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Garfield County waiting for feds to respond to Rulison letter

John Colson
jcolson@postindependent.com
Glenwood Springs, CO Colorado

GARFIELD COUNTY, Colorado ” Garfield County has yet to get an answer from Washington, D.C., about demands for a better understanding of where it’s safe to drill around the Rulison nuclear blast site.

And the county commissioners are not happy about the lack of response.

“It is a hot potato,” declared an obviously irate Commissioner John Martin. “They don’t want to discuss it.”



But a spokesman for U.S. Rep. John Salazar, who represents Garfield County and most of the Western Slope, said Wednesday that the letter had only arrived “about 10 days” ago due to security concerns.

Eric Wortman of Salazar’s office explained that in the wake of the 9/11 terror attacks and the subsequent anthrax scare, in which anthrax spores were sent through the mail, “our mail takes forever to arrive” because it goes through a variety of security checks, radiation treatment and other testing.



“It’s not like four or five days, it’s, like, three weeks,” he said.

The commissioners sent a letter in early April, addressed to a list of state and federal politicians, asking for a U.S. Department of Energy investigation into the question of where it is safe and where it is unsafe to conduct mineral explorations in the region of the blast.

The letter also suggested the DOE find a way to compensate property owners denied access to their property or their mineral rights as a result of the government’s actions.

The site has been radioactive since 1969, when the DOE detonated a 43-kiloton atomic device deep underground in an effort to get at natural gas reserves. The bomb was exploded at a depth of 8,426 feet, and was viewed as a potential peaceful use of nuclear energy at the time.

But the blast produced less gas than anticipated when it fractured the sandstone formations, and the gas was unusable because it was radioactive, and no technology has been found to remove the contamination.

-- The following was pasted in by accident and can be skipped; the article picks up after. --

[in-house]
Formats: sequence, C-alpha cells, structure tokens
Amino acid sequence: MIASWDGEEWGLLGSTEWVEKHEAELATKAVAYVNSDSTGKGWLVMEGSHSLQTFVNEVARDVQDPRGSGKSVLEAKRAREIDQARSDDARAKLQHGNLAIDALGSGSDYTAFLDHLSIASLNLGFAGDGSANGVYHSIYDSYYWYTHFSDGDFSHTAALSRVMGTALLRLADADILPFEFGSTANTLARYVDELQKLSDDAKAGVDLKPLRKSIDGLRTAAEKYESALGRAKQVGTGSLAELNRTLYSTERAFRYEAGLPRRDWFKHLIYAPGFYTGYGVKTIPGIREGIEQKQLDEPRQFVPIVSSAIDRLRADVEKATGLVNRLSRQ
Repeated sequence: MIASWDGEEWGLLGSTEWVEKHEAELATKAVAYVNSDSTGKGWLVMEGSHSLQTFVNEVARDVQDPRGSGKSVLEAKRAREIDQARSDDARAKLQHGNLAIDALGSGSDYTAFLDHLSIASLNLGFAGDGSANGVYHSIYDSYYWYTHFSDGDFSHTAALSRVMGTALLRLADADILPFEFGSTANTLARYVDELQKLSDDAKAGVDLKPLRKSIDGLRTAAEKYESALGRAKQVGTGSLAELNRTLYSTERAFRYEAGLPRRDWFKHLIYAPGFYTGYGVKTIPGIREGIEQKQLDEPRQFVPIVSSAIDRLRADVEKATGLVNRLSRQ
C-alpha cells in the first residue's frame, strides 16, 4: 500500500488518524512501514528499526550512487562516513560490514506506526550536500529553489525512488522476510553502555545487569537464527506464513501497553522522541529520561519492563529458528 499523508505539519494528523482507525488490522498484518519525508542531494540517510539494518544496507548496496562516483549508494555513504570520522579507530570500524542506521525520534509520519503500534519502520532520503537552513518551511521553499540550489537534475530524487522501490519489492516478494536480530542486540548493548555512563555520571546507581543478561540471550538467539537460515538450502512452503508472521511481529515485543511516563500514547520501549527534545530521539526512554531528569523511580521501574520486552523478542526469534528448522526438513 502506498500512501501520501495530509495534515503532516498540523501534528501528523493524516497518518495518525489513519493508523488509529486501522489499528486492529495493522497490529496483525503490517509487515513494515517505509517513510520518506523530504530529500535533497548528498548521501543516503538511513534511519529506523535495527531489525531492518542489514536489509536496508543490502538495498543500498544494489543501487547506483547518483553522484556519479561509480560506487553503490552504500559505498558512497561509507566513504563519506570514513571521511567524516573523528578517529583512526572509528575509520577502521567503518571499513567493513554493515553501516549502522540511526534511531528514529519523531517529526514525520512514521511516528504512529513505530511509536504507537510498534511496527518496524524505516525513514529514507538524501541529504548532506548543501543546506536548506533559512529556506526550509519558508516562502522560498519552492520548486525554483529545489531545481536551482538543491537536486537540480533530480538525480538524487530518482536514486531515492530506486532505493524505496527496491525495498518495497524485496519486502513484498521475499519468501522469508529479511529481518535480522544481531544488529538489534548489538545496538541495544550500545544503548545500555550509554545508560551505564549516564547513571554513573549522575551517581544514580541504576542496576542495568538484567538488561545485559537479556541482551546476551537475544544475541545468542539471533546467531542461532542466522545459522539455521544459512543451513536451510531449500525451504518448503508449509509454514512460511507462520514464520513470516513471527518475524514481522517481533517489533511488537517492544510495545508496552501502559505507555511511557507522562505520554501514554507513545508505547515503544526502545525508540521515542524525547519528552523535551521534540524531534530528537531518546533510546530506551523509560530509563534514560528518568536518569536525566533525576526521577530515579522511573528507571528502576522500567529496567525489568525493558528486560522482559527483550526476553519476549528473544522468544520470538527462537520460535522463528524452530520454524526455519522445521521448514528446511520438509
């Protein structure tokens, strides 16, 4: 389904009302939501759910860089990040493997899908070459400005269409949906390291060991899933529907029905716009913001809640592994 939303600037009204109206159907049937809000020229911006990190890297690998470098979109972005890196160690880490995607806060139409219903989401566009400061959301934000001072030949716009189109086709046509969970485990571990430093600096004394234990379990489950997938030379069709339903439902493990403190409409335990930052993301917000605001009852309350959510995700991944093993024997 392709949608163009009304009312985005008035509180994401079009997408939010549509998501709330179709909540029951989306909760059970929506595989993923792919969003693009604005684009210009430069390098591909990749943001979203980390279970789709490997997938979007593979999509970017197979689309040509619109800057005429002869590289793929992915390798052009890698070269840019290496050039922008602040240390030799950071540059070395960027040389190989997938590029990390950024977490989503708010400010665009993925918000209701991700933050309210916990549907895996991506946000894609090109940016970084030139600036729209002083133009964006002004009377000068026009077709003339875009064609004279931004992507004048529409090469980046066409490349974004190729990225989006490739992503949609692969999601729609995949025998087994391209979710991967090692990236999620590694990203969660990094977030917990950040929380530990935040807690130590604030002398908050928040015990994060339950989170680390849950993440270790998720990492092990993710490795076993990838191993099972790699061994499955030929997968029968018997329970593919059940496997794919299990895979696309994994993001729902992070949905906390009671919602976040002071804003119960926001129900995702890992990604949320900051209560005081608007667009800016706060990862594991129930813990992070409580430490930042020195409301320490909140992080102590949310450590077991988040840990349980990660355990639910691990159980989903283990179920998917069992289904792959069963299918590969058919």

Scientists tend to agree that the bomb created a cavity in the rock that will be radioactive for tens to thousands of years. The site sparks concern that hydraulic fracturing nearby could free water or methane contaminated with radioactive tritium. The DOE controls 40 acres, including the blast site, and forbids drilling there below 6,000 feet.

There is currently “no credible scientific basis” to determine how far from the site it’s safe to conduct drilling or frac’ing, according to the commissioners’ letter to the DOE.

The county’s oil and gas liaison officer, Judy Jordan, told the commissioners that she had heard from the offices of Rep. Diane DeGette (D-Denver), who serves on the House Energy Committee, and from the office of Sen. Michael Bennet (D-Colo.), but that there had been no indication as to what actions might be taken.

Wortman, who said the matter has been discussed by Rep. Salazar and others in his office, predicted that a response would be forthcoming soon.

While he declined to speculate as to the nature of that response, he said of the commissioners’ letter, “It’s very interesting, the points that they raise. The letter has valid concerns, and it’s something we’re taking very seriously.”

A spokesman for DeGette’s office said she, too, is reviewing the letter and weighing potential responses.

Contact John Colson: 970-429-9143


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